It was a thrilling night at Manhattan’s 3 West Club on Tuesday, June 7, as Don Marquis and seven other literary greats were inducted into the New York State Writers Hall of Fame at a gala dinner hosted by the Empire State Center for the Book and the New York Library Association.
Don joined Roger Angell, Roz Chast, Samuel R. Delany, Stephen Sondheim, Maya Angelou, Jean Craighead George, and Grace Paley as 2016 honorees. Sixty-six writers have been inducted into the Hall of Fame since its founding in 2010 by the Empire State Center for the Book, including Walt Whitman, Herman Melville, Washington Irving and Frederick Douglass. Twentieth-century writers in the Hall of Fame include John Cheever, Toni Morrison, E.B. White, Dorothy Parker, James Thurber, Kurt Vonnegut, Nora Ephron, Calvin Trillin and Joyce Carol Oates.
Rocco Staino, director of the Empire State Center for the Book, presided over the Hall of Fame gala. Don’s award, a Lucite plaque mounted on polished wood, was accepted by John Batteiger, creator and editor of DonMarquis.com. Here is a transcript of Batteiger’s induction tribute:
* * *
DON MARQUIS once griped to a reporter that after 30 years as a newspaper columnist, poet, short-story writer, novelist and playwright, he would probably be remembered as “the creator of a goddamn cockroach character.”
He was right, of course. “archy and mehitabel” — his lowercase stories of a cockroach with the soul of a poet and an alley cat dancing through her ninth life — remains a classic of American literature. The book has never been out of print since it first appeared in 1927 – more than 100 printings, by my count — and its stories are in virtually every anthology of American humor.
Not his five novels, not his three volumes of serious poetry, or his four Broadway plays – 29 books in all. And that’s not counting the four Hollywood movies and five radio and television dramas based on his work. No, we know Don Marquis best for “archy and mehitabel” – wild bits of fantasy that helped make him one of the most famous writers in America in the years before and after World War One – before the wits of the Algonquin Round Table and the New Yorker magazine gained prominence, and before the writers of the Lost Generation found their voice.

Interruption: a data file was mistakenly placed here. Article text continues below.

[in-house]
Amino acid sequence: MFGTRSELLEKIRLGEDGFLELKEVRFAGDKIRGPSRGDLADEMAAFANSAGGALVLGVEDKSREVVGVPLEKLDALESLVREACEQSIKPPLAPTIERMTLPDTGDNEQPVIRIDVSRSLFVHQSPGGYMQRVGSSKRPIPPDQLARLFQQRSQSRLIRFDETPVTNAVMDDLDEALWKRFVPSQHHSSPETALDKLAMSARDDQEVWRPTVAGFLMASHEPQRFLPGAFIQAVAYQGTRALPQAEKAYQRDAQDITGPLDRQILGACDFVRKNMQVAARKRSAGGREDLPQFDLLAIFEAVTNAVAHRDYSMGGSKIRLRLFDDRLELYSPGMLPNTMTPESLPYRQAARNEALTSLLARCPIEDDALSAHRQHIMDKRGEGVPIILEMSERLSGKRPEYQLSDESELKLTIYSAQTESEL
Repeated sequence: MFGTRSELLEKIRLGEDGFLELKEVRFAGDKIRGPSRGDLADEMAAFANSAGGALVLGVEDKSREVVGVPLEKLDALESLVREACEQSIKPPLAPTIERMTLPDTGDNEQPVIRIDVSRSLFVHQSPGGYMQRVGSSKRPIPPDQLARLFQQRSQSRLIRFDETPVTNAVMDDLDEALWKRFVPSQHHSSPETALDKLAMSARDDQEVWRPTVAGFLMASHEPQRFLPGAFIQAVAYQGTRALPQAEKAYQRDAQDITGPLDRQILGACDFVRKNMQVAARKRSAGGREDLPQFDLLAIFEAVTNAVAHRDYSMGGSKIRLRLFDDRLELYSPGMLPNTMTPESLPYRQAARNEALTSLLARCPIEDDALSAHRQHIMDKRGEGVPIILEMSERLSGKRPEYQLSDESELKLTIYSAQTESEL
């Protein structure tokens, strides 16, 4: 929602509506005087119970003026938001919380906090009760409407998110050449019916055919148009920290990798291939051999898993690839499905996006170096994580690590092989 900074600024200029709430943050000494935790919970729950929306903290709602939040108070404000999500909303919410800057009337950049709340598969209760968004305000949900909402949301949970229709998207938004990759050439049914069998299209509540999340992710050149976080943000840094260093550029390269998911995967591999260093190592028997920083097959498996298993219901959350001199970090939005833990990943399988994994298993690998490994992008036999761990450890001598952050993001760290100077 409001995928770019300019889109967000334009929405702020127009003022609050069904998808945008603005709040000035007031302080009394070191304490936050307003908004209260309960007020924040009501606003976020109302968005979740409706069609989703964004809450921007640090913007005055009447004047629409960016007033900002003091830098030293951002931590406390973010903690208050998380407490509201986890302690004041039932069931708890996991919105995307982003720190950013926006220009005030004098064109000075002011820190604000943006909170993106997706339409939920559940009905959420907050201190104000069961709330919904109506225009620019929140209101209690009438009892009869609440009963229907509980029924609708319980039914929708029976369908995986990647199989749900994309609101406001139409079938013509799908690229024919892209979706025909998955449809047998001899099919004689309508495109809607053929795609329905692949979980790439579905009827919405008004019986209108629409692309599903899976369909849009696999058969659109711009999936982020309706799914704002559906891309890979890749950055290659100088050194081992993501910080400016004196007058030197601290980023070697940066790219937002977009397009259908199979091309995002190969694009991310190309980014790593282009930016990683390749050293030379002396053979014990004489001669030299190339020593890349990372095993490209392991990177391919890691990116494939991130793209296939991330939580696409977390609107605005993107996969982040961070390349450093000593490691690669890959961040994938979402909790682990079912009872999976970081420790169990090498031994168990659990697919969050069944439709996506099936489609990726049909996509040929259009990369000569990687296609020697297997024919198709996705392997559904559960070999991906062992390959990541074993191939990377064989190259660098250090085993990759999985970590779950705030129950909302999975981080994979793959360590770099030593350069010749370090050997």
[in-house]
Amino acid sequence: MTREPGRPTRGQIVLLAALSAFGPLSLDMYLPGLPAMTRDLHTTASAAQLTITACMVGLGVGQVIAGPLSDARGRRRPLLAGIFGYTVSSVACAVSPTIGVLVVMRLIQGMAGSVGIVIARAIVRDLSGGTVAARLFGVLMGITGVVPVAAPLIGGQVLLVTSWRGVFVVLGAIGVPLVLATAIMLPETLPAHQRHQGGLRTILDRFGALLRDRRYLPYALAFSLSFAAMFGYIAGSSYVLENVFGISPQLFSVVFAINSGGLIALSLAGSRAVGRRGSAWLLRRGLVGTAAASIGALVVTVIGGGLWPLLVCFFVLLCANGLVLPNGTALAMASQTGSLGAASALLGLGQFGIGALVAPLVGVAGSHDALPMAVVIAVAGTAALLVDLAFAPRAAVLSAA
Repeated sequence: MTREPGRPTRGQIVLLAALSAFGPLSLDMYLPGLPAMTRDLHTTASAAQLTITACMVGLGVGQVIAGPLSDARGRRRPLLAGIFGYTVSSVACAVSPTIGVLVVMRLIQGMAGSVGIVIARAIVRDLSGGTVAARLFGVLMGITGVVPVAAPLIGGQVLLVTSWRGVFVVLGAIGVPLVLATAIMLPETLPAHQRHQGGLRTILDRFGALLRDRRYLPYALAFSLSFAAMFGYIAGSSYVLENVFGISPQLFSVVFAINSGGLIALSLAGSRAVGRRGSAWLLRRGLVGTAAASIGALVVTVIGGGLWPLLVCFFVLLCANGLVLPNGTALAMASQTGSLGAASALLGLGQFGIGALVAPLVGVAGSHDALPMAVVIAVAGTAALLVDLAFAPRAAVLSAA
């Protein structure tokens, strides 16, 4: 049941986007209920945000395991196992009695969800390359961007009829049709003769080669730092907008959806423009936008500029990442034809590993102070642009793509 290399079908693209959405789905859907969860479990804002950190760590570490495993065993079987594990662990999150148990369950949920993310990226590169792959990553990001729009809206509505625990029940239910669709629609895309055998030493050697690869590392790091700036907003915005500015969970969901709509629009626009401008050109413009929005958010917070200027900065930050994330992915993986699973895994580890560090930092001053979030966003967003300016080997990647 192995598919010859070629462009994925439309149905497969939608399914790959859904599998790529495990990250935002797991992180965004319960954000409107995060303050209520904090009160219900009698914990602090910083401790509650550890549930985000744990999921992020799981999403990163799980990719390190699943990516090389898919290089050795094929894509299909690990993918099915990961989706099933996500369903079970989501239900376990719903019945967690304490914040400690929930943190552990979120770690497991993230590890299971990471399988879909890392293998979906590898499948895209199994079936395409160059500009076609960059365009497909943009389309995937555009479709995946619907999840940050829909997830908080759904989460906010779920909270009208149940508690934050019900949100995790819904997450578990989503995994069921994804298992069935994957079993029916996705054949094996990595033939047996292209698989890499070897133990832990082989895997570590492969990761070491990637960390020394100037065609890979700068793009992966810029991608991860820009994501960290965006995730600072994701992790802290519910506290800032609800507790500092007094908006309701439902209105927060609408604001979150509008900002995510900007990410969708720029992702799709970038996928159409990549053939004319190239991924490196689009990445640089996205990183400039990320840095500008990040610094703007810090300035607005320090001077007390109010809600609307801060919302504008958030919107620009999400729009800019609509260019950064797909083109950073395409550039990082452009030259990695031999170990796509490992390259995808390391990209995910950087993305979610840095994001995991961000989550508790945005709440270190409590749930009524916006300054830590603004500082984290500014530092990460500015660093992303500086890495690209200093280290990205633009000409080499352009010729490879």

Archy and Mehitabel, by the way, were first conceived just over 100 years ago – in March, 1916 – to fill space in Don’s six-day-a-week newspaper column in the New York Evening Sun. Filler material has never had such staying power.
But I’m certain Don would be extremely proud to accept this honor. Every journalist dreams of being remembered for something more than yesterday’s headline and tomorrow’s fishwrap. In Don’s case, the successful comic, the beloved humor writer always wanted to be taken seriously.
Sadly, Don Marquis has no family left to claim this Hall of Fame honor. Both of his wives and both of his children died before his own passing in 1937. Don’s stepson, Walter Vonnegut Jr. – a cousin of Kurt Vonnegut, by the way – died three years ago at the age of 90.
Me, I’m a stand-in. I am wrapping up work on a bibliography of Don’s writings, and I edit a website and a Facebook page that reprint some of his tall tales and light verse and tell stories about his life.
To most Americans of the 1920s and ‘30s, Don Marquis was the consummate New Yorker – suave, clever and successful. But Don was born and raised on the Illinois prairie. He arrived in New York in 1909 and got his first solid job in New York on the staff of the Brooklyn Eagle, a storied newspaper that had once employed another future member of the New York State Writers Hall of Fame – Walt Whitman.
After a year Don left the Eagle to make a name for himself on the New York Evening Sun, where he created his famous characters Archy and Mehitabel, along with The Old Soak, and Hermione and her Little Group of Serious Thinkers. Don’s last newspaper job was at the New York Herald Tribune, working out of its offices at 219 West 40th Street. Today that building is the home of the CUNY Graduate School of Journalism.
I don’t know for sure if there are any ink-stained ghosts in the CUNY classrooms, but I do know that Don Marquis always warmly regarded his colleagues in that building. And so it seems appropriate that Don’s Hall of Fame award find a home there.
I’d like to introduce Andrew Mendelson, associate dean of the graduate school of journalism, and Tim Harper, adjunct professor and editor of the CUNY Journalism Press. I talked with Dean Mendelson, and he told me that the school would provide a home for this award there on West 40th Street. By doing so, they will make one old ghost very, very happy. Thank you very much.
— John Batteiger